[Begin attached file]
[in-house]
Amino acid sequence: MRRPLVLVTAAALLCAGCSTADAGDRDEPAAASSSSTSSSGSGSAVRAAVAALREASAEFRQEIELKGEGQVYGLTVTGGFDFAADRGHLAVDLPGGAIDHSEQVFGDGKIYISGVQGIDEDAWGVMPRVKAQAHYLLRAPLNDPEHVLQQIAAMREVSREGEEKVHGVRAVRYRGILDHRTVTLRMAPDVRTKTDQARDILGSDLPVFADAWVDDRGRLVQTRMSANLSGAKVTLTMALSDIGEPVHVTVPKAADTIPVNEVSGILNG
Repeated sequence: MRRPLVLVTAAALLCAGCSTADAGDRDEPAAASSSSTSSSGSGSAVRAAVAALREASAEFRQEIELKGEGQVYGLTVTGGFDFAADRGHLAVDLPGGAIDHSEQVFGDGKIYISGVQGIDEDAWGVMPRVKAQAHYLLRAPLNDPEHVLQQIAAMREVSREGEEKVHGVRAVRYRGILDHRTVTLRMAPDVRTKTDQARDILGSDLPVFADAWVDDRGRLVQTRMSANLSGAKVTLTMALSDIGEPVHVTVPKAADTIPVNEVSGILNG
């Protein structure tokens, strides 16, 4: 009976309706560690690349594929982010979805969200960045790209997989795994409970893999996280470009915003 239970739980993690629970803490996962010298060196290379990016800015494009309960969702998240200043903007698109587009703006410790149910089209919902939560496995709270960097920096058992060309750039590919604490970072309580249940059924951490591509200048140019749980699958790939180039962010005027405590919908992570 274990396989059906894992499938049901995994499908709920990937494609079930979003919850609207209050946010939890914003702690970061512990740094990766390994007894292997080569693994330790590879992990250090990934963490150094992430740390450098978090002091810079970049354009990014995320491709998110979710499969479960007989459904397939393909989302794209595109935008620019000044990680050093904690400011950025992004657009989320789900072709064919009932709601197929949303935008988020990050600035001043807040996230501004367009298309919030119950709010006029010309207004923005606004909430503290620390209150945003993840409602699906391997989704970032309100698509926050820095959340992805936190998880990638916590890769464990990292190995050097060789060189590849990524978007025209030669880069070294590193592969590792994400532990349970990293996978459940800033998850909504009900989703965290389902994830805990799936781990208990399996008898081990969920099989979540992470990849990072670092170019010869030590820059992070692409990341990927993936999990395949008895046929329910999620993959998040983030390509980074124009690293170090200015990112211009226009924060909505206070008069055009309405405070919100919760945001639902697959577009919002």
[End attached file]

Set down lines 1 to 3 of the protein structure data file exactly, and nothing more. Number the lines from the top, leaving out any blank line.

[in-house]
Amino acid sequence: MRRPLVLVTAAALLCAGCSTADAGDRDEPAAASSSSTSSSGSGSAVRAAVAALREASAEFRQEIELKGEGQVYGLTVTGGFDFAADRGHLAVDLPGGAIDHSEQVFGDGKIYISGVQGIDEDAWGVMPRVKAQAHYLLRAPLNDPEHVLQQIAAMREVSREGEEKVHGVRAVRYRGILDHRTVTLRMAPDVRTKTDQARDILGSDLPVFADAWVDDRGRLVQTRMSANLSGAKVTLTMALSDIGEPVHVTVPKAADTIPVNEVSGILNG
Repeated sequence: MRRPLVLVTAAALLCAGCSTADAGDRDEPAAASSSSTSSSGSGSAVRAAVAALREASAEFRQEIELKGEGQVYGLTVTGGFDFAADRGHLAVDLPGGAIDHSEQVFGDGKIYISGVQGIDEDAWGVMPRVKAQAHYLLRAPLNDPEHVLQQIAAMREVSREGEEKVHGVRAVRYRGILDHRTVTLRMAPDVRTKTDQARDILGSDLPVFADAWVDDRGRLVQTRMSANLSGAKVTLTMALSDIGEPVHVTVPKAADTIPVNEVSGILNG